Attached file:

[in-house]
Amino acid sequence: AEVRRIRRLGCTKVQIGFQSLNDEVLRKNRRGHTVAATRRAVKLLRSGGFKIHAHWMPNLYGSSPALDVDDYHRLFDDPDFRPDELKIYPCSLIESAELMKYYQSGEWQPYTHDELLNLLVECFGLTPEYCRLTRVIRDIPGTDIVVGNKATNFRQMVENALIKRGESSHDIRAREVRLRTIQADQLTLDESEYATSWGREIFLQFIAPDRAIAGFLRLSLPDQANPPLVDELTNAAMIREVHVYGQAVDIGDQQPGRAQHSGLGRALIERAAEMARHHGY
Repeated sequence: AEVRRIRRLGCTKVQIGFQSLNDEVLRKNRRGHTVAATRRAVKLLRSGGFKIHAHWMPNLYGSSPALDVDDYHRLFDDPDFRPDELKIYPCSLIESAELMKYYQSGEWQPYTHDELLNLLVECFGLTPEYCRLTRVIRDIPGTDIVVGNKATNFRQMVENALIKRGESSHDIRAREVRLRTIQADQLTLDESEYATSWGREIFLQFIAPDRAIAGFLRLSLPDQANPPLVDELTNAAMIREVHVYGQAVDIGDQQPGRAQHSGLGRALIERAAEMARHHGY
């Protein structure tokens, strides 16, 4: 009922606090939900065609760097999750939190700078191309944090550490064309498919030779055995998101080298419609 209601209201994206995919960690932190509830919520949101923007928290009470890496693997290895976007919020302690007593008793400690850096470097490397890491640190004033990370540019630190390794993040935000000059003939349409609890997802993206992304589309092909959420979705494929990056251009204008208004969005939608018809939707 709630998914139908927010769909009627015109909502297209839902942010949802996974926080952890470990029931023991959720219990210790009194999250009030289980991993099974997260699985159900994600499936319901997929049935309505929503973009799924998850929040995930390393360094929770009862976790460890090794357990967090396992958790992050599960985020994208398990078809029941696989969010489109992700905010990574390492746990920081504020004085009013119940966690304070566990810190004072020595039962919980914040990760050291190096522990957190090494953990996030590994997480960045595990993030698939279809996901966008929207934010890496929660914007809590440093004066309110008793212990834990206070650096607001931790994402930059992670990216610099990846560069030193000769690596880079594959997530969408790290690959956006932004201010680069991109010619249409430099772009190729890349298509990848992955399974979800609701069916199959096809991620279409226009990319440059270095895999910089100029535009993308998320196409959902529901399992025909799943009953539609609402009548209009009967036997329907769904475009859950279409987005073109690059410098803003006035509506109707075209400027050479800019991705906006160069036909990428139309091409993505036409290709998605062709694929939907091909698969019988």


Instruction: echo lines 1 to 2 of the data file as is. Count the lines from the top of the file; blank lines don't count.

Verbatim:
[in-house]
Amino acid sequence: AEVRRIRRLGCTKVQIGFQSLNDEVLRKNRRGHTVAATRRAVKLLRSGGFKIHAHWMPNLYGSSPALDVDDYHRLFDDPDFRPDELKIYPCSLIESAELMKYYQSGEWQPYTHDELLNLLVECFGLTPEYCRLTRVIRDIPGTDIVVGNKATNFRQMVENALIKRGESSHDIRAREVRLRTIQADQLTLDESEYATSWGREIFLQFIAPDRAIAGFLRLSLPDQANPPLVDELTNAAMIREVHVYGQAVDIGDQQPGRAQHSGLGRALIERAAEMARHHGY